It’s September, 2017, and Stephen Colbert, host of the late night program that bears his name, is set to host the Primetime Emmy Awards. Colbert, who first came to audience attention as the character that also bore his name on Comedy Central’s The Colbert Report, is celebrating his No. 1 spot in the late night ratings game. But as CNN reported just a couple of days ago, not one year ago, things weren’t looking so good.
When Colbert took over from iconic late night host David Letterman in 2015, CBS had big shoes to fill and was turning its own late night schedule upside down. Not only was Colbert taking over at 11:35, but James Corden was taking over from Craig Ferguson, who’d also spent many years anchoring the time slot that followed Dave.
As the Los Angeles Times reported at the time, there was much speculation over what Colbert’s show was going to be. Although it was confirmed he would not bring his ultra-conservative pundit character from Comedy Central to the new late night offering, the format was still uncertain. For example, producers didn’t even know whether Colbert would do a monologue, which up until that time had been almost a prerequisite for late night hosts.
One thing was for sure: The Late Show with Stephen Colbert was going to be political. But until Donald Trump became president, it wasn’t much of a success. The show did poorly in the ratings until his humor found a distinct and very large target: the president himself. As CNN reported, Colbert himself acknowledged the new administration’s affect on his own ratings during the show in April, 2017, when he referenced a time marker for the nascent White House.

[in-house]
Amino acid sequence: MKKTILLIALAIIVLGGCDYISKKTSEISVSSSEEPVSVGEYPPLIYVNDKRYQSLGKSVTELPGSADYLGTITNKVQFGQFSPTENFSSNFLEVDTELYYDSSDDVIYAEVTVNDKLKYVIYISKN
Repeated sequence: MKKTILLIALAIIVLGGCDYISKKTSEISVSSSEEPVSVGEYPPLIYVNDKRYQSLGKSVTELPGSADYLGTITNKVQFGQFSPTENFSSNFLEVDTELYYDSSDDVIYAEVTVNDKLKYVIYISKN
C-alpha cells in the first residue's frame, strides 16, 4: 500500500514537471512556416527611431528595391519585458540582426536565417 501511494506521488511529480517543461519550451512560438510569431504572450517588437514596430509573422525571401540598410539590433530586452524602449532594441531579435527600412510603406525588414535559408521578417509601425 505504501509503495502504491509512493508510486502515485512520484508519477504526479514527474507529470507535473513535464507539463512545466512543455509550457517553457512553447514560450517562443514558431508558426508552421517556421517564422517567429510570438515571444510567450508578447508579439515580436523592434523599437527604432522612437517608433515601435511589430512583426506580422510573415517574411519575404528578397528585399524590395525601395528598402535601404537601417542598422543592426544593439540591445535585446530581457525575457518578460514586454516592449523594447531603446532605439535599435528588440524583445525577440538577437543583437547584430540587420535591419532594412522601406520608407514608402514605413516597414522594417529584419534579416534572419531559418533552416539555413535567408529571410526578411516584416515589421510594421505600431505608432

“I’ve got to say, Donald Trump has done a lot for me in the first 100 days. Thank you for your service, Mr. President.”
Now hitting his stride and dominating the late night race, Colbert has not only been a favorite of audiences, but has landed a few important interviews. He did a sit-down with ousted White House Communications Director Anthony Scaramucci, although Page Six reported that what was touted as Colbert’s “exclusive” with Scaramucci was actually just one of several chats the former staffer had with press after his firing. According to the report, members of Scaramucci’s own staff each arranged interviews and promised several outlets an “exclusive.” Nonetheless, it marked a signficiant moment for Colbert, who is certainly no friend of the Trump White House.
When Stephen Colbert hosts the Emmys on Sunday, he’ll also be celebrating his own nominations for The Late Show. As Vanity Fair reported earlier this summer, he could make history if he wins multiple awards while hosting. Few hosts have also taken home an Emmy in between their emcee duties, and no one has taken home more than one.
The 2017 Primetime Emmy Awards air Sunday, September 17, at 8 p.m. on CBS.
[Featured Image by Kevin Mazur/Hand in Hand/Getty Images]